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Arlington Park

Arlington Park Barn Notes (6/10/07)

Contact: Graham Ross

In today's notes:


What a picture it makes in the morning – watching longtime Arlington Park jockey Randy Meier, mounted on a pony, leading a racehorse out to the racetrack during training hours – especially when the racehorse has Meier’s teenage son in the irons.

The recent announcement that Brandon Meier, 18, as the son of one of Arlington’s most popular and enduring riders, has decided to pursue his own career as a jockey makes this upcoming Father’s Day a special occasion for Arlington’s extended family. Most of that group – Meier’s peers in the jockey’s quarters, Illinois-based horsemen and a good portion of Arlington employees – has watched the young man grow up during their own tenure at Chicago’s Northwest oval.

Local mainstay Randy Meier, 52, has been a leading member Illinois’ jockey colony for more than two decades. Although born in West Point, Nebraska, where he began riding in his native state, he and his family are longtime residents of Chicagoland.

The veteran reinsman is on the cusp of the 4,000-win milestone in his career – a feat accomplished by fewer than 50 jockeys in Thoroughbred racing history.

More significant to Chicago Thoroughbred racing fans, Meier is the all-time leading rider at Sportsman’s Park and Hawthorne Race Course and in the top 10 among Arlington’s all-time leading jockeys.

During that period, Brandon Meier, was born in Elk Grove Village, graduated from St. Francis High School and then attended college for a year before coming home to begin his own career path dream.

“He’s wanted to be a rider forever,” said his father, “but I made a deal with him to at least try college for a year, and if he didn’t like it, I’d try to help he become a jockey. So he went to college for a year, and then came home to me and said, ‘Remember the deal?’ So now it’s my turn to hold up my end.

“The most important thing I can do is point him in the right direction,” said Randy Meier. “I can put him in with good people to start off his career, and if you hang with good people, you’re going to start off with the best opportunity.”

The first of those opportunities began earlier this month when the aspiring jockey began working in the barn of conditioner Wayne Catalano, Arlington’s leading trainer four of the last five seasons. An opportunity to work at Ocala’s Payson Training Center, owned and operated by J. J. and Todd Pletcher, is also under consideration.

“I’ve wanted to be a jockey since I was a little kid,” said Brandon Meier. “For a while, it looked like I was going to get too big, but now I seem to have leveled off at 5’ 7", and I weigh about 118. I’ll have to reduce a little, I know, but that is something worth doing.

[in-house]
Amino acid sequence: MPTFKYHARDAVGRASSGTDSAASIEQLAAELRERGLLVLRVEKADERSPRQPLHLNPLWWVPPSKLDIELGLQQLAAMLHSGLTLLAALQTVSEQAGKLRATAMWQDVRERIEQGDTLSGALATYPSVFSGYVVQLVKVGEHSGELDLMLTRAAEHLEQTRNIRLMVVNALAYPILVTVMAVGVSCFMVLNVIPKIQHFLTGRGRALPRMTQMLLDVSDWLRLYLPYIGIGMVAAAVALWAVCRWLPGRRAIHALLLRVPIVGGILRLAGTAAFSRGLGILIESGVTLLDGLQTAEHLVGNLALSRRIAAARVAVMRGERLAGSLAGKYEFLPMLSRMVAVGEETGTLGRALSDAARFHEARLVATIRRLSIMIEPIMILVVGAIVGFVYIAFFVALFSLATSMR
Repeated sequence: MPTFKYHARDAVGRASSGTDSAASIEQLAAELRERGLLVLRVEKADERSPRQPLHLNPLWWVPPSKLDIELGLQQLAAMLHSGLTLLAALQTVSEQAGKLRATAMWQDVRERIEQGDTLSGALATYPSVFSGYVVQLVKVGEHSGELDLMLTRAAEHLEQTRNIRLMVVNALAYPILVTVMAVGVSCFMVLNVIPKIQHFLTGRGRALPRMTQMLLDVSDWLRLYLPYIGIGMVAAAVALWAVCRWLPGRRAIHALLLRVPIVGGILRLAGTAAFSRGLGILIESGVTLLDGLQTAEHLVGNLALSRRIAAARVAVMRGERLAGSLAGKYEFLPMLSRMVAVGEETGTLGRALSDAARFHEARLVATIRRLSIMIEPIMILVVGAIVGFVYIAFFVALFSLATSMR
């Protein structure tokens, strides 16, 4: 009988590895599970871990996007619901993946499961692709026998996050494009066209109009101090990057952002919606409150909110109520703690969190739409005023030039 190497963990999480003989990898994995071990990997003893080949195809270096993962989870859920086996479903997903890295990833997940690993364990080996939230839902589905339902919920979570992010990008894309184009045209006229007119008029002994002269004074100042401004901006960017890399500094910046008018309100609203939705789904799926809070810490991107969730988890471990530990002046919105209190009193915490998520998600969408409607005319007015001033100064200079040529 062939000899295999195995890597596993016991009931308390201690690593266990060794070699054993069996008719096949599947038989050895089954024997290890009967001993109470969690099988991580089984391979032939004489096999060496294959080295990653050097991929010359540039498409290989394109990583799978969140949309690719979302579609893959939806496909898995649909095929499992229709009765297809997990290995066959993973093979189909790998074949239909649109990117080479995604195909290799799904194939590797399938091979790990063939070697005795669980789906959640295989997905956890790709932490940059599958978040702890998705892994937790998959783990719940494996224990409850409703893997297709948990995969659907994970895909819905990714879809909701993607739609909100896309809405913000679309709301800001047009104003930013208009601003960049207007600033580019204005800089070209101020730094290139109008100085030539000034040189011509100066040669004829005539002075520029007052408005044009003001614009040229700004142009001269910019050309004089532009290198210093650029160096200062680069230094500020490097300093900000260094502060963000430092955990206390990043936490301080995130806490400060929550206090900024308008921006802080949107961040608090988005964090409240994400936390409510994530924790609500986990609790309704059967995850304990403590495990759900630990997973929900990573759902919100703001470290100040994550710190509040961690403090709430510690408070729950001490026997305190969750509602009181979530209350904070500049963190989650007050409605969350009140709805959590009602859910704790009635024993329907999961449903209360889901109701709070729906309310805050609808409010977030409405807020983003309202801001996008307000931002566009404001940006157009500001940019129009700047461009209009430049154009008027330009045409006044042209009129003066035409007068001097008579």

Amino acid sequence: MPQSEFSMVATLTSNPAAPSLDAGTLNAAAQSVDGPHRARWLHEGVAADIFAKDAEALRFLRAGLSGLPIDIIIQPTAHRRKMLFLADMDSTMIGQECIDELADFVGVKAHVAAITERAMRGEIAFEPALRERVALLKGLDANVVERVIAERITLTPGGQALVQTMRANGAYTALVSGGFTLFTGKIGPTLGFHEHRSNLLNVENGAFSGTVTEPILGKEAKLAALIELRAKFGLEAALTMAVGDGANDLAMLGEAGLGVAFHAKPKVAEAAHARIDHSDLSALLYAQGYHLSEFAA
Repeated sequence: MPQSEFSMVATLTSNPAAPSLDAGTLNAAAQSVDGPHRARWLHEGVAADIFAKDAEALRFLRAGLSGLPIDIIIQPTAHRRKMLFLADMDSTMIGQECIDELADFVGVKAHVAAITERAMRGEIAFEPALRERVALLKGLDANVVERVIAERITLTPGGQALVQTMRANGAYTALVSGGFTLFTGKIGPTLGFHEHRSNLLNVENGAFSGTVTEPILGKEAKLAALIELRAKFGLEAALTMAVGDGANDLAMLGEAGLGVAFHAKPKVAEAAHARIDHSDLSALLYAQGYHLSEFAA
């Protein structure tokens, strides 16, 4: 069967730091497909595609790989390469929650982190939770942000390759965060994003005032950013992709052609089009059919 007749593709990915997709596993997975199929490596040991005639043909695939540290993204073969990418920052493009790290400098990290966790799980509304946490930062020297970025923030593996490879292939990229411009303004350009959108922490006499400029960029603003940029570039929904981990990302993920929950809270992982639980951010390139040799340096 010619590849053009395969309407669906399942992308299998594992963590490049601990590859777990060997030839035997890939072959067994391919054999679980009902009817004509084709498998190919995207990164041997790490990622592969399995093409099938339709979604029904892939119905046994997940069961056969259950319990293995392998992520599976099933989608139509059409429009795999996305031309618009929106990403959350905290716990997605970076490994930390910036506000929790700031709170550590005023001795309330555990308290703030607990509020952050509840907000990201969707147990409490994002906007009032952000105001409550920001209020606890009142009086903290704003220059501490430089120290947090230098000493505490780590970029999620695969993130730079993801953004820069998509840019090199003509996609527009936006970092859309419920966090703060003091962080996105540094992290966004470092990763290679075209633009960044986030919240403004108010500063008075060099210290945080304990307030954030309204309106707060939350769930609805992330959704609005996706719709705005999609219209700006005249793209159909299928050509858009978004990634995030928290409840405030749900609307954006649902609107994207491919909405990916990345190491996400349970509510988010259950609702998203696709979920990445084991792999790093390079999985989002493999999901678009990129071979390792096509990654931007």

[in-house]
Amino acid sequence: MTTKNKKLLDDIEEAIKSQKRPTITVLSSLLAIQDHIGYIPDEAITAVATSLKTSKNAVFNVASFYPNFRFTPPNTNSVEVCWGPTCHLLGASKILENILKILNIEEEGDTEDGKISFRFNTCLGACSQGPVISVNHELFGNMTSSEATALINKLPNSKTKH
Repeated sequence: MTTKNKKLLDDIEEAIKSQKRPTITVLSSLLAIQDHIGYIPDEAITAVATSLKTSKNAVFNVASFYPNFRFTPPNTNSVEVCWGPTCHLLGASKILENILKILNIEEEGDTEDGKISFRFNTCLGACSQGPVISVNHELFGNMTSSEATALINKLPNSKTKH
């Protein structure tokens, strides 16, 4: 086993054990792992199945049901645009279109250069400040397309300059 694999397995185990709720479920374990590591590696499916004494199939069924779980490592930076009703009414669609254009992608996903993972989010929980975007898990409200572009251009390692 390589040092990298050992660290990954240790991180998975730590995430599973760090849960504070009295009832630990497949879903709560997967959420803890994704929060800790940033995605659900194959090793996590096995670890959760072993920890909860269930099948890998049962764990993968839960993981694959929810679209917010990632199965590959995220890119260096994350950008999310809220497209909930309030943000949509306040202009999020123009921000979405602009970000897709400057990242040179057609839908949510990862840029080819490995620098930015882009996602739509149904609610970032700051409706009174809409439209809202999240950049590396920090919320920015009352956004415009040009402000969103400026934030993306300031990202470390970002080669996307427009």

“I know it’s not an easy life,” said the young man, “but I’m willing to work hard and make the necessary sacrifices. I’ve seen the ups and downs of being a jockey my whole life. I know that the prospect of being injured comes along with it. Those injuries come home, too. I’ve grown up seeing that.”

Finally, there are some anecdotes to this father-son riding relationship that are provided by Randy Meier’s daughter Emily, 23, an Elk Grove Village native who graduated from Miami University (of Ohio) before becoming Arlington’s marketing and promotions coordinator.

“Dad and Brandon used to sneak downstairs and work on Dad’s Equicizer (mechanical horse exercising machine) when my Mother wasn’t looking,” she said.

“But Dad also told me he would teach Brandon everything he knew,” she said, “except his own secret about how he is able to break from the starting gate as quickly as he does. That, he told me, he was saving until after he retired from his own career.”


One of the added attractions set for Father’s Day at Arlington Park June 17 will be the second edition of Arlington’s newest innovative bet – the Jockey Challenge wager.

The “Jockey Challenge” – a $2 wager – involves selecting the jockey that will accumulate the highest total win payouts during Sunday’s fourth through ninth races.

Winning jockeys in each of those races receive points equal to the $2 on-track win payoff on their mount in that race. Jockeys do not have to have a mount in all six races. The number of winning races by any one rider is secondary to the total of the winning payoffs.

For example, if Rene Douglas rides three winners paying $3, $4.60 and $8 (a total of $15.60) but Chris Emigh rides two for $10.20 and $9.60 (a total of $19.80) – Emigh is the winning ticket.

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